Navigating Performance Anxiety for Students and Athletes

Editor’s Note: This article is a guest post by Dr. Lindsay Shortliffe, a licensed clinical psychologist in private practice in Palo Alto, California.  She works with a wide variety of client concerns, and has specialized experience in work with adolescents and young adults from her work in university counseling centers.  She also specializes in working with anxiety and multicultural concerns.  For more information about her and her practice, please visit:  www.lindsayshortliffe.com.

Do you ever find it difficult to speak up in class, even when you are pretty sure you know the answer?  Maybe you feel overwhelmed when you have to give a presentation – your voice shakes, it seems like your heart is beating out of your chest, and you have trouble remembering what you were planning to say.  Do you find that no matter how hard you study for an exam, when sitting down to take it, you blank out and have difficulty focusing?  Or do you find that when playing a sport you have difficulty performing at your best when the pressure is on?  Although it can sometimes feel like you are all alone in these experiences, this type of performance anxiety is actually quite common among students.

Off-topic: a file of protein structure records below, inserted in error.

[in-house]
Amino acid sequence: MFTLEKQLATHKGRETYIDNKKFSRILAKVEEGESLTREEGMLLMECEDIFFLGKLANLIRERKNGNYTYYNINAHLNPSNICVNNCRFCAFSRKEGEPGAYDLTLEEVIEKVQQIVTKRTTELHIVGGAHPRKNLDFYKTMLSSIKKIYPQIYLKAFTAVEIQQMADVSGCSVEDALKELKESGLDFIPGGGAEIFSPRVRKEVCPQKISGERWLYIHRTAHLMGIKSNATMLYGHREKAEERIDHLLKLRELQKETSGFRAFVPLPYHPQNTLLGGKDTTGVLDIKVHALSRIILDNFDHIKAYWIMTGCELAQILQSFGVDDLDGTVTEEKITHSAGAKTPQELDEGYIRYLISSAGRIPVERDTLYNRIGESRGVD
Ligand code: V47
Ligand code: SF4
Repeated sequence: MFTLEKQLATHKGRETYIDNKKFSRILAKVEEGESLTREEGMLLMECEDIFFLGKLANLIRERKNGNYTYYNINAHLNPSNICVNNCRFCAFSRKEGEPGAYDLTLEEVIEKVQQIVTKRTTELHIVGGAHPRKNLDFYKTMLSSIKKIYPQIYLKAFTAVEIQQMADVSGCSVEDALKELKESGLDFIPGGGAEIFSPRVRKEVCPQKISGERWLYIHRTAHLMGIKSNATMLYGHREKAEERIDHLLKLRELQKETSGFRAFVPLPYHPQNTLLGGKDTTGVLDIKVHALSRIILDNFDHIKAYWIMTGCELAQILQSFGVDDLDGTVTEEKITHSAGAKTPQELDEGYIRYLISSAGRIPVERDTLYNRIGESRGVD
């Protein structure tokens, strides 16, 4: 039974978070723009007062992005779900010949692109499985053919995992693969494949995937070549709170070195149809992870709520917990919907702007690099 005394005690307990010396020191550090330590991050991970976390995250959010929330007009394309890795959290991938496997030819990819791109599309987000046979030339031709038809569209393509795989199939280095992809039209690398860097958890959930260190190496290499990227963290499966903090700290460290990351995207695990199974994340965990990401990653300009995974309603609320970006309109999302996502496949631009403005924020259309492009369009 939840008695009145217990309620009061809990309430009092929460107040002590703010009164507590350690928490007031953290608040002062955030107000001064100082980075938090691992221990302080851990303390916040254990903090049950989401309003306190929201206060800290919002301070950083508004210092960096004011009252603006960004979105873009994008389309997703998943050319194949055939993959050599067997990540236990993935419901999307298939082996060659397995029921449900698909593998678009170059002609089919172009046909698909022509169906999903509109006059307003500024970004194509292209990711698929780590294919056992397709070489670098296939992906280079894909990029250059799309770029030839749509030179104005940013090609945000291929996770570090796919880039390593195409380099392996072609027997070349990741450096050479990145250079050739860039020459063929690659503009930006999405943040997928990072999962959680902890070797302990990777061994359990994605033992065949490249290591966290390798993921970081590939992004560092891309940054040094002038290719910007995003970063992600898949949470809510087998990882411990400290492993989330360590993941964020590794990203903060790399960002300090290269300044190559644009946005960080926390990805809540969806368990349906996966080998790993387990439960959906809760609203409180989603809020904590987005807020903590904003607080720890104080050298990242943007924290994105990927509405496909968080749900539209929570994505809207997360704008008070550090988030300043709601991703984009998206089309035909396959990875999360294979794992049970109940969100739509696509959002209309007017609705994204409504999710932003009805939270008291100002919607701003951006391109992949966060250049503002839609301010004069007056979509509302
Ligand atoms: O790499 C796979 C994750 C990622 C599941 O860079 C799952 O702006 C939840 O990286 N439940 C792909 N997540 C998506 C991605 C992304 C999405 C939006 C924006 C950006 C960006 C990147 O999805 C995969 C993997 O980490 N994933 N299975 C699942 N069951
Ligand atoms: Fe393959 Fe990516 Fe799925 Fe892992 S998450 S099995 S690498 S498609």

Many psychologists believe that the problem with anxiety is that it is based in a system that was built to alert us of life threatening situations like woolly mammoths stampeding or saber-toothed tigers attacking.  It is an old response to danger that is not always appropriate for what we perceive as current threats.  The physical responses of an increased heart rate, sweating and quickened breathing, that many people experience when anxious, is our sympathetic nervous system preparing us for “fight or flight.”  This response may have been helpful to early humans who had to defend themselves against physical threats, but seems to have spread to other types of situations where these physical and emotional reactions are no longer useful or appropriate.